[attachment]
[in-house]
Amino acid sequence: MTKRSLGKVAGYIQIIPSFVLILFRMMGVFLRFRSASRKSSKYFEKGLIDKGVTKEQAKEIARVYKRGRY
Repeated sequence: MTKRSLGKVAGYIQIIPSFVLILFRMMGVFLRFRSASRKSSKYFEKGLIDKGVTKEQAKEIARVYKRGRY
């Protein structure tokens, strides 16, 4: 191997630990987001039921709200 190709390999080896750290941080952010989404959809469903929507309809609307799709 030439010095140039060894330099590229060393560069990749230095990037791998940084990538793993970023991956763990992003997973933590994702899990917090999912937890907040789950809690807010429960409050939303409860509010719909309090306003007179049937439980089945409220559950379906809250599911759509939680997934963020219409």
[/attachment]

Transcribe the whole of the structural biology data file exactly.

[in-house]
Amino acid sequence: MTKRSLGKVAGYIQIIPSFVLILFRMMGVFLRFRSASRKSSKYFEKGLIDKGVTKEQAKEIARVYKRGRY
Repeated sequence: MTKRSLGKVAGYIQIIPSFVLILFRMMGVFLRFRSASRKSSKYFEKGLIDKGVTKEQAKEIARVYKRGRY
């Protein structure tokens, strides 16, 4: 191997630990987001039921709200 190709390999080896750290941080952010989404959809469903929507309809609307799709 030439010095140039060894330099590229060393560069990749230095990037791998940084990538793993970023991956763990992003997973933590994702899990917090999912937890907040789950809690807010429960409050939303409860509010719909309090306003007179049937439980089945409220559950379906809250599911759509939680997934963020219409």